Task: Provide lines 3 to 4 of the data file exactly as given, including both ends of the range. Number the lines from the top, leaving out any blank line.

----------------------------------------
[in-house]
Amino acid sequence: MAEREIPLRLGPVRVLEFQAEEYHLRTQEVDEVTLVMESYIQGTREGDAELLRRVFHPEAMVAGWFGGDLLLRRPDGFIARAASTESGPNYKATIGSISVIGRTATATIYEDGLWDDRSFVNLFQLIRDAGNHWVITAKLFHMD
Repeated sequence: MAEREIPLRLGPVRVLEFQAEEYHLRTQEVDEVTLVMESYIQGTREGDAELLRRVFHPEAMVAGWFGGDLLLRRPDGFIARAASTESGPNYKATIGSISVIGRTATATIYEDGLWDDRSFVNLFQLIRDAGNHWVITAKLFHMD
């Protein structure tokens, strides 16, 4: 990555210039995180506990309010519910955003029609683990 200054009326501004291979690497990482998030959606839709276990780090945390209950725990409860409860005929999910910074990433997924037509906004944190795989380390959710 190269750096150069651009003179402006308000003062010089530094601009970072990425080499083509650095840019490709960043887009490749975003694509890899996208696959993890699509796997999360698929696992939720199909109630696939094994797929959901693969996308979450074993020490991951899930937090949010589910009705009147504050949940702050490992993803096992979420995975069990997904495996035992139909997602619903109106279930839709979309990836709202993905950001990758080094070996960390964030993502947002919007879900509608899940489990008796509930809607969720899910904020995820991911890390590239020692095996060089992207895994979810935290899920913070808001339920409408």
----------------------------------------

Repeated sequence: MAEREIPLRLGPVRVLEFQAEEYHLRTQEVDEVTLVMESYIQGTREGDAELLRRVFHPEAMVAGWFGGDLLLRRPDGFIARAASTESGPNYKATIGSISVIGRTATATIYEDGLWDDRSFVNLFQLIRDAGNHWVITAKLFHMD
């Protein structure tokens, strides 16, 4: 990555210039995180506990309010519910955003029609683990 200054009326501004291979690497990482998030959606839709276990780090945390209950725990409860409860005929999910910074990433997924037509906004944190795989380390959710 190269750096150069651009003179402006308000003062010089530094601009970072990425080499083509650095840019490709960043887009490749975003694509890899996208696959993890699509796997999360698929696992939720199909109630696939094994797929959901693969996308979450074993020490991951899930937090949010589910009705009147504050949940702050490992993803096992979420995975069990997904495996035992139909997602619903109106279930839709979309990836709202993905950001990758080094070996960390964030993502947002919007879900509608899940489990008796509930809607969720899910904020995820991911890390590239020692095996060089992207895994979810935290899920913070808001339920409408």